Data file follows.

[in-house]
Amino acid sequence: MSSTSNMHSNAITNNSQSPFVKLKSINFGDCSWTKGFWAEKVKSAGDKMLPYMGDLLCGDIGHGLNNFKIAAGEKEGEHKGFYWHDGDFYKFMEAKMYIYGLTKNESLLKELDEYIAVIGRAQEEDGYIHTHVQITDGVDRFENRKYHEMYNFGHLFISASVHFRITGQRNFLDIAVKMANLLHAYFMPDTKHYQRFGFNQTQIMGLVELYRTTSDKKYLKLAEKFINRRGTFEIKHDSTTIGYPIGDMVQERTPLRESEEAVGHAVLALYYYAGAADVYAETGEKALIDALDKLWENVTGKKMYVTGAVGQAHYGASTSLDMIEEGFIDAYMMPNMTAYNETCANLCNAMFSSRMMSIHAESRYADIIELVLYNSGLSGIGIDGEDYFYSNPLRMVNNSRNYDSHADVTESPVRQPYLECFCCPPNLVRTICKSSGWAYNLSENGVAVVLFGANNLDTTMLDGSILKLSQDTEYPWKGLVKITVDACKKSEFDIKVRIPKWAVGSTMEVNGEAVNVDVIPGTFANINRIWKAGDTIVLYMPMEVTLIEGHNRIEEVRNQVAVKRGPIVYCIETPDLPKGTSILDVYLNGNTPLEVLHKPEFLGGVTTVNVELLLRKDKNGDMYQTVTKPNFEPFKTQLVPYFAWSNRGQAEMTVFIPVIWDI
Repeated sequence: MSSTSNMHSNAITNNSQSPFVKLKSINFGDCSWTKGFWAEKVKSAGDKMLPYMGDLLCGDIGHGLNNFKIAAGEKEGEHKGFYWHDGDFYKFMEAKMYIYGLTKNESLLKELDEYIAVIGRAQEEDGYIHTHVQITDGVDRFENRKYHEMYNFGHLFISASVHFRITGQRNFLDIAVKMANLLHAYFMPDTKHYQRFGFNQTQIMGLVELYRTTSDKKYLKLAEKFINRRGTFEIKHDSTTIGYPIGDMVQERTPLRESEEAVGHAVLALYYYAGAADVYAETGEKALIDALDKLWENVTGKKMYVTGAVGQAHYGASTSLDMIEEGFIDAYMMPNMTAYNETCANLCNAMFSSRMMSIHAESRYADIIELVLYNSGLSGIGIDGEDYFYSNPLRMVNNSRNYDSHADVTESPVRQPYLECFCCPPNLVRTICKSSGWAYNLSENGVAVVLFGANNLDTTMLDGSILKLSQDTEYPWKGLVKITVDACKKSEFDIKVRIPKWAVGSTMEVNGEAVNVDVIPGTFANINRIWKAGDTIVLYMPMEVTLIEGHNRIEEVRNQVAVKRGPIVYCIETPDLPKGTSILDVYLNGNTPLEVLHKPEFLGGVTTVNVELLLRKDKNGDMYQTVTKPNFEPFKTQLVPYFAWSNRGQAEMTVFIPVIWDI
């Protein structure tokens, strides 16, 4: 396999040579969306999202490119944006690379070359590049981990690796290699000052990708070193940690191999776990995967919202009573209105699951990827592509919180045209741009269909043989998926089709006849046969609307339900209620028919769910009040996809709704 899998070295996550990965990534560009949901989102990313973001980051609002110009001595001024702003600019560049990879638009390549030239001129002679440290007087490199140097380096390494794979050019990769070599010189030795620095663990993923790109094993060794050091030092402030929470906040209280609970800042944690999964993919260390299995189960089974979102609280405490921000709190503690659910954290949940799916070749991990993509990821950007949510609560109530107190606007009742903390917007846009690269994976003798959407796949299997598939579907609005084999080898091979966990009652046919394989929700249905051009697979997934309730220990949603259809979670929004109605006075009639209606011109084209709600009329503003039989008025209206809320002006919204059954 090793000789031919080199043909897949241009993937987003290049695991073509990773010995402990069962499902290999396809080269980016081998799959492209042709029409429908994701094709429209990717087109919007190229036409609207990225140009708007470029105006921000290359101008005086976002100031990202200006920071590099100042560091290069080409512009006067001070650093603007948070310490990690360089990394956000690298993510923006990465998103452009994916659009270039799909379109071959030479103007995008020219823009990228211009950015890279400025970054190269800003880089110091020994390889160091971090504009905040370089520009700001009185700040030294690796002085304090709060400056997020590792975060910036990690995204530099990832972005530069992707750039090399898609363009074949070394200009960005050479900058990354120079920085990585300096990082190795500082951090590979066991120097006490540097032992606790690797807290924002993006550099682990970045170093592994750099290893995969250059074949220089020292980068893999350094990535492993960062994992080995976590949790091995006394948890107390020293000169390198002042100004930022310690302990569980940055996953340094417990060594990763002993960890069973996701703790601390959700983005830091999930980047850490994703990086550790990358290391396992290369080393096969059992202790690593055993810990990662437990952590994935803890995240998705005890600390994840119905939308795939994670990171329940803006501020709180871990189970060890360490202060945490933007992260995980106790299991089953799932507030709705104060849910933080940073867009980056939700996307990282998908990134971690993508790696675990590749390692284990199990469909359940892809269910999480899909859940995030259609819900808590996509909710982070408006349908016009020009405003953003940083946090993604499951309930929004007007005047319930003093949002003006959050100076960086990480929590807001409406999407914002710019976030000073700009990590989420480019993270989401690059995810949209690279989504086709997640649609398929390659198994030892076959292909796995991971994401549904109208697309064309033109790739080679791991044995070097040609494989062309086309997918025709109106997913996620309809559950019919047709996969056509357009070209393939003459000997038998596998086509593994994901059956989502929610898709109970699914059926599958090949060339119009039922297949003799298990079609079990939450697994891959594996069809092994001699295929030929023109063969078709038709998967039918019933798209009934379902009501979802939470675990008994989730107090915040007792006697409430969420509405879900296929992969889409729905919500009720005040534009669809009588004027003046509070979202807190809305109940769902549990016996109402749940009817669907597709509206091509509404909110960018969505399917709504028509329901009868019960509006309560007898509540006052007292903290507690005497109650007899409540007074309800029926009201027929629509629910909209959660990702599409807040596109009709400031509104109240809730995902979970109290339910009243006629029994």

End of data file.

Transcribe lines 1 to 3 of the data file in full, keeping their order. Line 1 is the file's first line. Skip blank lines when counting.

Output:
[in-house]
Amino acid sequence: MSSTSNMHSNAITNNSQSPFVKLKSINFGDCSWTKGFWAEKVKSAGDKMLPYMGDLLCGDIGHGLNNFKIAAGEKEGEHKGFYWHDGDFYKFMEAKMYIYGLTKNESLLKELDEYIAVIGRAQEEDGYIHTHVQITDGVDRFENRKYHEMYNFGHLFISASVHFRITGQRNFLDIAVKMANLLHAYFMPDTKHYQRFGFNQTQIMGLVELYRTTSDKKYLKLAEKFINRRGTFEIKHDSTTIGYPIGDMVQERTPLRESEEAVGHAVLALYYYAGAADVYAETGEKALIDALDKLWENVTGKKMYVTGAVGQAHYGASTSLDMIEEGFIDAYMMPNMTAYNETCANLCNAMFSSRMMSIHAESRYADIIELVLYNSGLSGIGIDGEDYFYSNPLRMVNNSRNYDSHADVTESPVRQPYLECFCCPPNLVRTICKSSGWAYNLSENGVAVVLFGANNLDTTMLDGSILKLSQDTEYPWKGLVKITVDACKKSEFDIKVRIPKWAVGSTMEVNGEAVNVDVIPGTFANINRIWKAGDTIVLYMPMEVTLIEGHNRIEEVRNQVAVKRGPIVYCIETPDLPKGTSILDVYLNGNTPLEVLHKPEFLGGVTTVNVELLLRKDKNGDMYQTVTKPNFEPFKTQLVPYFAWSNRGQAEMTVFIPVIWDI
Repeated sequence: MSSTSNMHSNAITNNSQSPFVKLKSINFGDCSWTKGFWAEKVKSAGDKMLPYMGDLLCGDIGHGLNNFKIAAGEKEGEHKGFYWHDGDFYKFMEAKMYIYGLTKNESLLKELDEYIAVIGRAQEEDGYIHTHVQITDGVDRFENRKYHEMYNFGHLFISASVHFRITGQRNFLDIAVKMANLLHAYFMPDTKHYQRFGFNQTQIMGLVELYRTTSDKKYLKLAEKFINRRGTFEIKHDSTTIGYPIGDMVQERTPLRESEEAVGHAVLALYYYAGAADVYAETGEKALIDALDKLWENVTGKKMYVTGAVGQAHYGASTSLDMIEEGFIDAYMMPNMTAYNETCANLCNAMFSSRMMSIHAESRYADIIELVLYNSGLSGIGIDGEDYFYSNPLRMVNNSRNYDSHADVTESPVRQPYLECFCCPPNLVRTICKSSGWAYNLSENGVAVVLFGANNLDTTMLDGSILKLSQDTEYPWKGLVKITVDACKKSEFDIKVRIPKWAVGSTMEVNGEAVNVDVIPGTFANINRIWKAGDTIVLYMPMEVTLIEGHNRIEEVRNQVAVKRGPIVYCIETPDLPKGTSILDVYLNGNTPLEVLHKPEFLGGVTTVNVELLLRKDKNGDMYQTVTKPNFEPFKTQLVPYFAWSNRGQAEMTVFIPVIWDI